In June, 1998, the Supreme Court issued two decisions, Burlington Industries, Inc. v. Ellerth and Faragher v. City of Boca Raton that established new standards for employer liability for sexual harassment. Although the two cases presented different questions and factual predicates, the Court adopted a unified holding with respect to employer liability for supervisor harassment. Many commentators interpreted the new standards as a blow to employers based on the perception that employers would now be held accountable for workplace harassment without regard to their culpability.
The thesis of this article is that the conventional wisdom with respect to Faragher and Ellerth is dead wrong. Those decisions, far from imposing additional liability on innocent employers, have instead created a virtual safe harbor that protects employers from liability unless their own conduct is found wanting. This protection for employers comes at a high price, depriving some victims of actionable sexual harassment of legal redress.
Part I of this article outlines the new standards for employer liability for supervisory harassment and their doctrinal underpinnings. The Court in Faragher and Ellerth noted that negligence provides a minimum standard of liability for harassment by any employee, but concluded that in addition employers can be held vicariously liable for supervisor harassment based on the agency principle that holds masters liable for the actions of their servants when those servants are aided by the agency relation. Because supervisors who harass their subordinates meet that test, agency principles justify holding employers vicariously liable for the harassment.
However, the Court fell short of a pure rule of strict vicarious liability by providing employers with an affirmative defense in cases where the supervisor did not take any tangible employment action against the victim (namely, hostile environment cases). An employer who can prove the affirmative defense can reduce its damages or escape liability altogether.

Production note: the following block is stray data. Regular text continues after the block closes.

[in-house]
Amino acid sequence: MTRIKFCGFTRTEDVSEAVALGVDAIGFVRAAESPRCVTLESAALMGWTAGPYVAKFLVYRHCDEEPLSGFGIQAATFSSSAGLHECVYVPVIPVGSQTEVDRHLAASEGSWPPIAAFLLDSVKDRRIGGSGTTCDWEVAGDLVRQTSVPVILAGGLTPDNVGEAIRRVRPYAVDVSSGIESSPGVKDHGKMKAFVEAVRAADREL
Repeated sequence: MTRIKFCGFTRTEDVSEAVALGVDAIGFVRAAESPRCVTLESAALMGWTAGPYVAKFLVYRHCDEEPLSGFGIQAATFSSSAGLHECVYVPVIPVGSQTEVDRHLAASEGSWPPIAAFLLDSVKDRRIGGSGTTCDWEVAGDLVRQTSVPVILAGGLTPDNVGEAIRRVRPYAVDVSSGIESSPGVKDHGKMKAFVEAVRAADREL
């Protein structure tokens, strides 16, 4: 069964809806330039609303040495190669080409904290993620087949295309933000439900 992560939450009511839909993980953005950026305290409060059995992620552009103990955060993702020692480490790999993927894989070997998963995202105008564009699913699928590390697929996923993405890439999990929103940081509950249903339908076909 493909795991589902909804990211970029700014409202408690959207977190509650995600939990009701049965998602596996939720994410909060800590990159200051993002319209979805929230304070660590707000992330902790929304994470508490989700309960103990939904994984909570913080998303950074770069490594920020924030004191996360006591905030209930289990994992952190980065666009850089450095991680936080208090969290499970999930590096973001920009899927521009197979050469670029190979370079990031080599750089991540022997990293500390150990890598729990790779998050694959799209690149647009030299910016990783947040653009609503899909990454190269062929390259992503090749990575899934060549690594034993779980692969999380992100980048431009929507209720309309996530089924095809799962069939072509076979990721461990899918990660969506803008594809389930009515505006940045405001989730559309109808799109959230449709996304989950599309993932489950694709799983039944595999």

Part II of the article revisits these new standards as applied to a series of hypothetical cases and demonstrates that the standards of liability are far more indulgent to employers than an abstract discussion suggests. The effective standard of employer liability turns primarily on the construction of the affirmative defense. If the affirmative defense affects only the remedies available, then the standard adopted more closely approximates strict liability: the employer's after-the-fact efforts to stop the harassment and the victim's failure to complain do not negate liability, but instead mitigate damages. If, however, the affirmative defense negates liability even for the prior acts, then the effective standard becomes far more lenient to employers-hence, the first free bite.
Parts III critiques the new standards in theory and in practice: the Supreme Court would have the affirmative defense sometimes affect damages and liability; however, this part argues that the affirmative defense should never affect liability, but only damages.
Finally, Part IV critiques the Court for ignoring the many instances in civil rights law where mitigating factors have not been permitted to affect the threshold finding of liability. This part proposes a legislative correction to the problem created by Faragher and Ellerth, one which strikes a reasonable compromise between the competing interests of employers and victims while remaining faithful to the underlying goals of Title VII.
University of Pittsburgh Law Review
Joanna L. Grossman, The First Bite is Free: Employer Liability for Sexual Harassment, 61 U. of Pitt. L. Rev. 671 (2000)